Uncategorized

NOVEMBER 20, 2018


NOVEMBER 20, 2018

My brother, Michael Andrew Horowitz would have been 48 this year as I remember his life on this exact day he died 23 years ago. In two more years he will be gone the same amount of time he lived for. This is the strange thing about death and anniversaries, you start doing all kinds of weird math. Like the times when a client comes into my business and when asked their birthday, they give me the day along with the year. 1970, they say. I look up expecting to see a familiar face, but realize quickly that their face is someone who has had the luxury of aging. My brother’s face is still 25. I don’t know what he would have looked like if he was standing before me at 48.

The day my brother died 23 years ago today, my father had called me to let me know. It was early in the morning and I sobbed all day deciding a good use of tears would be to put together a photo album. Creation is a perfect task for grief. Writing, art, being in nature, all of this helps the grief come out of those dark crevices releasing it to move through and out. Out is relative, out is small drips from the kitchen faucet because you forgot to turn the handle off completely. Initially grief pours out uncontrollably like a tsunami, chaotic, screaming, disbelieving even though you knew it was coming. The pain is intense and in your face that first day, that first week, that first of all firsts. Birthdays, holidays, watching college graduations and marriages and births of babies. Knowing that life goes on, but just not for Michael. Not this lifetime anyway.

I occasionally see his friends and this is always a mixed bag of happiness and sadness. I love knowing people who knew him, who remembered him, it is a connection I both cherish and grieve. Often when I see a friend of his, a tear comes to my eye unexpectedly. I have learned to allow its presence in my eye, and its movement down my cheek with no worry that I am causing feelings of worry in the person staring back at me. After all, my brother died so many years ago. Enough with the crying already, I can hear my stoic grandmother saying to me a few months after he died. I will never stop crying for his loss in my life. This I know. This is what makes me human. This is what makes me remember his life so that my son knows of him, so that my little cousins know they had another cousin who is not here. Loss of someone who has aged in the normal progression of life is sad enough. I miss my father who despite the fact that he died too young, he died a life he loved living. Not everyone can say this. I miss my grandmother every day and she lived a full rich life dying at almost 93. Look at my grandfather who just turned 101. I will cry like a little baby when he finally goes. Sometimes a rich full life means a boatload of memories and this can make grief even more intense.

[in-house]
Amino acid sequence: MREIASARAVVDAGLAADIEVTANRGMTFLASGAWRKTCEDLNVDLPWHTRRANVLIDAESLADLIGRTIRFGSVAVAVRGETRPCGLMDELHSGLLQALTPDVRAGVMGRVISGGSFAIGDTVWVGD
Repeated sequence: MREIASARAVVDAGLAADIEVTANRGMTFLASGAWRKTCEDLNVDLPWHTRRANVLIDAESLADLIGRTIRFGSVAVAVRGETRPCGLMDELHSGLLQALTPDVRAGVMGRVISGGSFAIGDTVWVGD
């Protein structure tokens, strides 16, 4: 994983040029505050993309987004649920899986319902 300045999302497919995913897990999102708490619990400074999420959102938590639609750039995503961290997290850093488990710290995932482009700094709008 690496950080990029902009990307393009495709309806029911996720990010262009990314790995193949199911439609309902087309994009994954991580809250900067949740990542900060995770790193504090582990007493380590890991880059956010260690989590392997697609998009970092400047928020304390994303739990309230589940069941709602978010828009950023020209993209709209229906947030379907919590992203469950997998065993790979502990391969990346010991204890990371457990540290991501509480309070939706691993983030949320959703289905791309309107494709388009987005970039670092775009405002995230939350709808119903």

There is no time limit on grief. This I know for sure. Maybe it gets less intense over time, maybe the sobs turn into whimpers and the whimpers turn into sniffles, but they are always there. Frankly, I welcome them. I like their reminders because it connects my soul to my brother’s soul even for just a brief moment. I like to feel his presence around me and my tender heart. I know he can feel mine. Till we meet again, my dear brother. I miss you every day.




Uncategorized

DISHES IN THE SINK

DISHES IN THE SINK

After spending over a week writing a eulogy for an old family friend, then reading the eulogy at her very sad funeral filled with my past life like the movie, The Big Chill, I woke up yesterday feeling like I was hit by a mack truck. The part about eulogy writing is that it is a great distraction from the loss itself. I write and rewrite and add and subtract and read and reread. Then I do it all over again and read it aloud so I can be sure to know the piece enough to look up and look at the important people sitting in front of me with their grief in their laps. Eulogy writing is something that channels itself through me so much so that its calling usually wakes me up out of bed at three am to begin its unraveling down the winding writing path.

When I woke up yesterday, I just knew that I couldn’t work; I was drained, sad, emotional and exhausted. As my business is like a living breathing organism always there when I need it, it turned out to be an unusually slow day. So I asked my illustrious team of superchick employees if I could play hookie and they could take the helm. Because they are who they are, they said a resounding yes without a blink of an eye and I made my way back to my house to gather some beach items so I could spend a quiet day in mourning in my private sanctuary and alter called The Beach.